Was there a reason that you hadn’t done any sci-fi work, or was it just that those roles hadn’t come your way?
WYLE: It was more the roles not coming my way than anything. Science fiction, in its purest form, for me, it works the best when it’s being used as metaphor to look at something from a one step removed process, to give a little objectivity and insight into something that, if you were applying it on the face of it, we’d all be too close to. That’s what Gene Roddenberry did, better than anybody, with the original Star Trek shows. In ‘66, you could show a show about race relations, by making it Kligons and Vulcans, and not have to talk about black and white. You were talking black and white, but somehow it was a lot more palatable to be soon through another culture. I think this operates on that level. It’s got historical precedent. We draw a lot of allegory to the American Revolution, but it also has a lot of contemporary resonance too. There are many places in the world where you can find large occupying army that aren’t wanted on indigenous soil.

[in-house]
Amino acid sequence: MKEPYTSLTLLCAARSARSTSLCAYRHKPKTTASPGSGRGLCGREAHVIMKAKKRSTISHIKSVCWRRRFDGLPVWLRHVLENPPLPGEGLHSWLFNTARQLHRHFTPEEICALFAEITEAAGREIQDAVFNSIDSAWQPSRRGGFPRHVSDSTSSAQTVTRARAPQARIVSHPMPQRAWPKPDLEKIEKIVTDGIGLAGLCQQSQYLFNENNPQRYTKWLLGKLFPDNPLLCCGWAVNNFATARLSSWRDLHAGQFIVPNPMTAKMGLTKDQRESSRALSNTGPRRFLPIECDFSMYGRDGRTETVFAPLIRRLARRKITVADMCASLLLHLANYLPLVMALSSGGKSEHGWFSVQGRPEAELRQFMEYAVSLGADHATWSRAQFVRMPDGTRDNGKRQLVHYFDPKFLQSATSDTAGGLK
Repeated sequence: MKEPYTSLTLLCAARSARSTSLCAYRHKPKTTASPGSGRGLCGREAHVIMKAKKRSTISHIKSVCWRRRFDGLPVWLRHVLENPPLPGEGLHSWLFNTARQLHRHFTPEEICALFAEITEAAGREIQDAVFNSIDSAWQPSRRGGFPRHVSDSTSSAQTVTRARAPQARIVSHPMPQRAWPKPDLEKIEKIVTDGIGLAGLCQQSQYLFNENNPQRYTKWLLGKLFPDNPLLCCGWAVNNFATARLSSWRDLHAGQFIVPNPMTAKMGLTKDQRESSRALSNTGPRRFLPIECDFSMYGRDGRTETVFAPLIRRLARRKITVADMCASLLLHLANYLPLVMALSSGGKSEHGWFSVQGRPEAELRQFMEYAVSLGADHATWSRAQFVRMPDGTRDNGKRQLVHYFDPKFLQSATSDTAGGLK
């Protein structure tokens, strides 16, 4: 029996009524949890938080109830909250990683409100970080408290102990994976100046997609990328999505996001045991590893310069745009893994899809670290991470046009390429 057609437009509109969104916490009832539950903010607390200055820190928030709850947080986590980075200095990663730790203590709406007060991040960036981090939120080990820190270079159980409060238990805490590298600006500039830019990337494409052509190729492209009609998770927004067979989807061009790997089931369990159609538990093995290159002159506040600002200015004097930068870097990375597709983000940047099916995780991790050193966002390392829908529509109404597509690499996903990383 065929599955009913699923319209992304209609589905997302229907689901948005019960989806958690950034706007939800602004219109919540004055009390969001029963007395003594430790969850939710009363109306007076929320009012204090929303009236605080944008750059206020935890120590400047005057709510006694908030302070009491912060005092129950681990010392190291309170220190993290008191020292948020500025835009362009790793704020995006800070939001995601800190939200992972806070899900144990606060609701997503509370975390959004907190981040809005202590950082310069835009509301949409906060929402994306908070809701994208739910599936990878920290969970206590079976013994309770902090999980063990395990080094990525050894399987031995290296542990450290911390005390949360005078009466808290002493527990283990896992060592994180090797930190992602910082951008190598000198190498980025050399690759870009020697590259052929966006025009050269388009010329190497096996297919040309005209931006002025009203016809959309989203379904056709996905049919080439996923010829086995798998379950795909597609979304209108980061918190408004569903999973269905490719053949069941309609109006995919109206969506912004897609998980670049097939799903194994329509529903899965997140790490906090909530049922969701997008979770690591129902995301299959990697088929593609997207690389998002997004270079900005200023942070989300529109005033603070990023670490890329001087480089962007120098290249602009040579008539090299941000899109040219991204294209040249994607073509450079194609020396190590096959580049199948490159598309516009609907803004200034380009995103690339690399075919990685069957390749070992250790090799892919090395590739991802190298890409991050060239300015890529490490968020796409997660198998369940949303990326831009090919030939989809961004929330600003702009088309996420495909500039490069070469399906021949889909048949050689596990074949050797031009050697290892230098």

Do you feel that the show has found a good balance between telling these character stories and also having the alien aspect, to please both sci-fi and non-sci-fi fans?
WYLE: That’s the goal. Some of that is built in, from a couple different angles. Budgetarily, you have constraints about how much you can use of your post-production budget, per episode. You can show a little bit of aliens every week, or you can buy yourself three or four episodes worth of time, and get more bang for your buck on the fourth episode, if you’ve saved that post-production budget. So, we try to find other elements of conflict that we can dive into, that don’t involve the aliens and special effects, to such a high degree. I think those storytelling episodes are going to be more rewarding for people that aren’t part of the science fiction family.